Romney began his campaign in Hobbs, New Mexico, by talking about his energy plan. It's good politics to talk about energy in the West, where the energy business provides lots of job and economic growth. But Romney's problem in the state has little to do with energy and much to do with demographics.
Romney has, so far, largely ignored the elephant in the room: the large Hispanic population in the state. New Mexico boasts the largest proportion of Hispanics of any state. A large majority of New Mexican Hispanics are native-born U.S. citizens. Hispanics in NM have a long history of political involvement from the state's founding to the present and make up almost 40 percent of eligible voters. What's more, NM voters have elected several Republican Hispanics, including current Gov. Susanna Martinez.
While New Mexico's share of electoral votes is small, Romney will need all the votes he can to overcome Obama's big advantage in electorally rich states like California, New York, New Jersey and other safely Democratic havens. With 191 electoral votes from states likely or leaning his way, Romney needs 79 of the remaining swing state votes, while Obama needs only 49 because he is already likely or leaning to win in states with 221 votes. The math is much more difficult for Romney unless he can win all the states he now leads in plus Florida, Virginia, Ohio and at least one other large toss-up state like Michigan or Wisconsin, or a couple of smaller ones, like Colorado or Nevada.
Gov. Martinez is scheduled to speak at next week's Republican National Convention in Tampa in prime time. But that's not enough to assuage Hispanic voters in her home state -- or elsewhere. Like Hispanics in other politically important states like Florida (where 14.5 percent of eligible voters are Hispanics), New Mexicans aren't keen on Romney's handling of the immigration issue, one he's largely ignored once he secured a lock on the nomination. Nor are Hispanic voters in Colorado or Nevada, where they make up about 13 percent of all eligible voters.
The candidate seems to think he can remain silent on the issue, but he'd be smarter to come up with a positive approach that emphasizes legal immigration reform and a willingness to consider alternatives to "self-deportation" (his phrase during the primaries) for the country's 11 million illegal immigrants.
President Obama has provided Romney with some opportunity to make inroads on the Hispanic. Hispanic support for Obama is among the highest of any group (70 percent in recent polls), but that's in part due to the GOP's hesitance to aggressively exploit Obama's weaknesses in the Hispanic community.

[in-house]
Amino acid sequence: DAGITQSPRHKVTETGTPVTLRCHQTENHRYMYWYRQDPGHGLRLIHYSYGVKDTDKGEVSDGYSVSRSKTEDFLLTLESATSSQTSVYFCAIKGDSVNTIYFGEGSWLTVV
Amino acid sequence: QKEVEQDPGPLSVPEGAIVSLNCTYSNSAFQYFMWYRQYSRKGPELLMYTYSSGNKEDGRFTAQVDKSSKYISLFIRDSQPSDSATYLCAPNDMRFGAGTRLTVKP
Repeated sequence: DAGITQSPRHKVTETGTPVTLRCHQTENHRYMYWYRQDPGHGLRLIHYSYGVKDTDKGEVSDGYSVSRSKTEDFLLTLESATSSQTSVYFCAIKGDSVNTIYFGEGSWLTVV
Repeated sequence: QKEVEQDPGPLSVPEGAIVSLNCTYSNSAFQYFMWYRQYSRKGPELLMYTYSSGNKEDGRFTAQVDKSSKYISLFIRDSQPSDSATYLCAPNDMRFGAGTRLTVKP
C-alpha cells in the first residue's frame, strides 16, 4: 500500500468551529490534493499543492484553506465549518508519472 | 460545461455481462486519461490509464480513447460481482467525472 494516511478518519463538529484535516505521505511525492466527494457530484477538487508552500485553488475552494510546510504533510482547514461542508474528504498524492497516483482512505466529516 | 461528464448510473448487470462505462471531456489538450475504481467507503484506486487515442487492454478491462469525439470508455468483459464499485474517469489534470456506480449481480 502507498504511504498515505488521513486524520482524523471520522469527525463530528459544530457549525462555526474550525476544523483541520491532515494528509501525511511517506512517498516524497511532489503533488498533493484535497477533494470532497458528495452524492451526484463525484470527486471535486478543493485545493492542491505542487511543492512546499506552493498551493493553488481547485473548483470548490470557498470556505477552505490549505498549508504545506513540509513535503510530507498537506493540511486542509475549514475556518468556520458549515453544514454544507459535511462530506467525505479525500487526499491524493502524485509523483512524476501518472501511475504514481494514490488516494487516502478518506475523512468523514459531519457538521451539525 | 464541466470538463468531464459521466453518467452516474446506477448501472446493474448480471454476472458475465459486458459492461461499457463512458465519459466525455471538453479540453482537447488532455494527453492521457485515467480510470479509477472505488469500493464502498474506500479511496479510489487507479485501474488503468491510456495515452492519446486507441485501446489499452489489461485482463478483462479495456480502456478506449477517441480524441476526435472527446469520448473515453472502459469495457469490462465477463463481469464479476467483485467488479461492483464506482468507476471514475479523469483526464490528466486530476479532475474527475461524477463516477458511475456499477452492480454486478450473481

Hispanic unemployment is at record levels over the last four years. The economic downturn -- especially in construction -- has eliminated jobs in which Hispanics workers found a niche and an opportunity to move up the economic ladder. Hispanic unemployment now exceeds 10 percent. Obama's dismal record in creating jobs has hit the Hispanic community hard. And the 2010 poverty level among Hispanics (28 percent) exceeded that of blacks, when the economic benefits of food stamps, subsidized housing and other non-cash benefits are included.
Romney has begun airing an ad (in Spanish) accusing the Democrats of "fooling" Hispanics on the economy. But the ad is pretty generic and does little to sow doubts about whether a second Obama term might stall the impressive gains Hispanics have made in upward mobility over the years. But the problem for Romney and the GOP in general is that they have not made it clear enough that they actually believe in Hispanic economic mobility and the assimilation of Hispanics into the American mainstream. Instead, they've spent too much time talking about the threat of illegal immigration and allying themselves with groups that oppose legal immigration as well. It's no wonder many Hispanics don't feel welcome.
It's not too late for Romney to fix the problem, but time is running out. He should begin this coming week in Florida by offering up not just a few Hispanic stars but real solutions on the immigration front. Sooner or later, he'll have to. He'd be better off doing it on friendly turf than waiting for the issue to emerge during the presidential debates.
Linda Chavez is the author of "An Unlikely Conservative: The Transformation of an Ex-Liberal." To find out more about Linda Chavez, visit the Creators Syndicate Web page at www.creators.com.
COPYRIGHT 2012 CREATORS.COM